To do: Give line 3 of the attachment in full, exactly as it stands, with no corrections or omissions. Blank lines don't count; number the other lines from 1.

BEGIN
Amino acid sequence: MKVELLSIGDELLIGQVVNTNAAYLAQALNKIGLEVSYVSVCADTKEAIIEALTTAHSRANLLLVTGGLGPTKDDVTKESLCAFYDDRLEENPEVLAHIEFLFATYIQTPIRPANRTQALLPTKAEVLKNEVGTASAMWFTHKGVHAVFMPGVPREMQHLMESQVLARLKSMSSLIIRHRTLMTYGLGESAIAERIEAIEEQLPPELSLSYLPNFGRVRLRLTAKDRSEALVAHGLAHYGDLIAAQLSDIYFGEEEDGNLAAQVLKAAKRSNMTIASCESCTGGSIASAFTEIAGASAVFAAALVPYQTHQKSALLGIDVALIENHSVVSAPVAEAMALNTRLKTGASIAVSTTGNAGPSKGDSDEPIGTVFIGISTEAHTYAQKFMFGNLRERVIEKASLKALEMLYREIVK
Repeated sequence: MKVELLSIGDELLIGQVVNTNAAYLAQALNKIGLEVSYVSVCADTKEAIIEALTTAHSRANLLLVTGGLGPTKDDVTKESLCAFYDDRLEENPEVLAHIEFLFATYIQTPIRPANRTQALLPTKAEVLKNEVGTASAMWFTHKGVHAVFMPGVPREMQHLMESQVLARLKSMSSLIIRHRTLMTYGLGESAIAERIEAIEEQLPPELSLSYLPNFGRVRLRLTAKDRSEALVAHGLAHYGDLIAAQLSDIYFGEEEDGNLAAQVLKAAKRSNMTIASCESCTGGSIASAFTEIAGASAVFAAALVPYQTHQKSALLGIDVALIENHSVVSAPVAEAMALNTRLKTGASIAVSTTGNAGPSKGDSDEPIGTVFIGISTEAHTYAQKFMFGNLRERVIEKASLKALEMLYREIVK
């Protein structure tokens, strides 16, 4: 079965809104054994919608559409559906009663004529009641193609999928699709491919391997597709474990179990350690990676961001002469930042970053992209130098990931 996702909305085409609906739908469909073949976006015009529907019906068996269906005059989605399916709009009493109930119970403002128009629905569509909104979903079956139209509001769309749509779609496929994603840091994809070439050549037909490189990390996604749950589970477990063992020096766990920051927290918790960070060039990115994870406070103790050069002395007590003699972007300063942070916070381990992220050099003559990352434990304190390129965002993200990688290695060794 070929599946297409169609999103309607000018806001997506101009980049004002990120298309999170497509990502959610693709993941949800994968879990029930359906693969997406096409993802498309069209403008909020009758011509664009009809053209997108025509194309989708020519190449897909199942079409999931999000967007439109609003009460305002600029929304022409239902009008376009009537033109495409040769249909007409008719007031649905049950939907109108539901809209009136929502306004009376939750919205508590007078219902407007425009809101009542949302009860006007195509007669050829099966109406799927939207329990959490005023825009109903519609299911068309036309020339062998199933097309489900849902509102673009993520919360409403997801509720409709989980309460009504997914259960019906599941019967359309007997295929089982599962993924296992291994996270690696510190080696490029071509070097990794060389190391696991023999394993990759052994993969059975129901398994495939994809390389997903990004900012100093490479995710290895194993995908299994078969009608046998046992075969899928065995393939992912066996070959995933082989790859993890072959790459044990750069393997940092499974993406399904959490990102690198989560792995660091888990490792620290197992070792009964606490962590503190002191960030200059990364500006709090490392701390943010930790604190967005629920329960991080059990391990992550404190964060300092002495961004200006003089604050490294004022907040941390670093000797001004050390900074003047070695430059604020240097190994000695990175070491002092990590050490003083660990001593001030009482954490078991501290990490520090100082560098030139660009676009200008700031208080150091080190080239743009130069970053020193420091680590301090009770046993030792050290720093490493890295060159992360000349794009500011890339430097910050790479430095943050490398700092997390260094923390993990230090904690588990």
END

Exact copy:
């Protein structure tokens, strides 16, 4: 079965809104054994919608559409559906009663004529009641193609999928699709491919391997597709474990179990350690990676961001002469930042970053992209130098990931 996702909305085409609906739908469909073949976006015009529907019906068996269906005059989605399916709009009493109930119970403002128009629905569509909104979903079956139209509001769309749509779609496929994603840091994809070439050549037909490189990390996604749950589970477990063992020096766990920051927290918790960070060039990115994870406070103790050069002395007590003699972007300063942070916070381990992220050099003559990352434990304190390129965002993200990688290695060794 070929599946297409169609999103309607000018806001997506101009980049004002990120298309999170497509990502959610693709993941949800994968879990029930359906693969997406096409993802498309069209403008909020009758011509664009009809053209997108025509194309989708020519190449897909199942079409999931999000967007439109609003009460305002600029929304022409239902009008376009009537033109495409040769249909007409008719007031649905049950939907109108539901809209009136929502306004009376939750919205508590007078219902407007425009809101009542949302009860006007195509007669050829099966109406799927939207329990959490005023825009109903519609299911068309036309020339062998199933097309489900849902509102673009993520919360409403997801509720409709989980309460009504997914259960019906599941019967359309007997295929089982599962993924296992291994996270690696510190080696490029071509070097990794060389190391696991023999394993990759052994993969059975129901398994495939994809390389997903990004900012100093490479995710290895194993995908299994078969009608046998046992075969899928065995393939992912066996070959995933082989790859993890072959790459044990750069393997940092499974993406399904959490990102690198989560792995660091888990490792620290197992070792009964606490962590503190002191960030200059990364500006709090490392701390943010930790604190967005629920329960991080059990391990992550404190964060300092002495961004200006003089604050490294004022907040941390670093000797001004050390900074003047070695430059604020240097190994000695990175070491002092990590050490003083660990001593001030009482954490078991501290990490520090100082560098030139660009676009200008700031208080150091080190080239743009130069970053020193420091680590301090009770046993030792050290720093490493890295060159992360000349794009500011890339430097910050790479430095943050490398700092997390260094923390993990230090904690588990």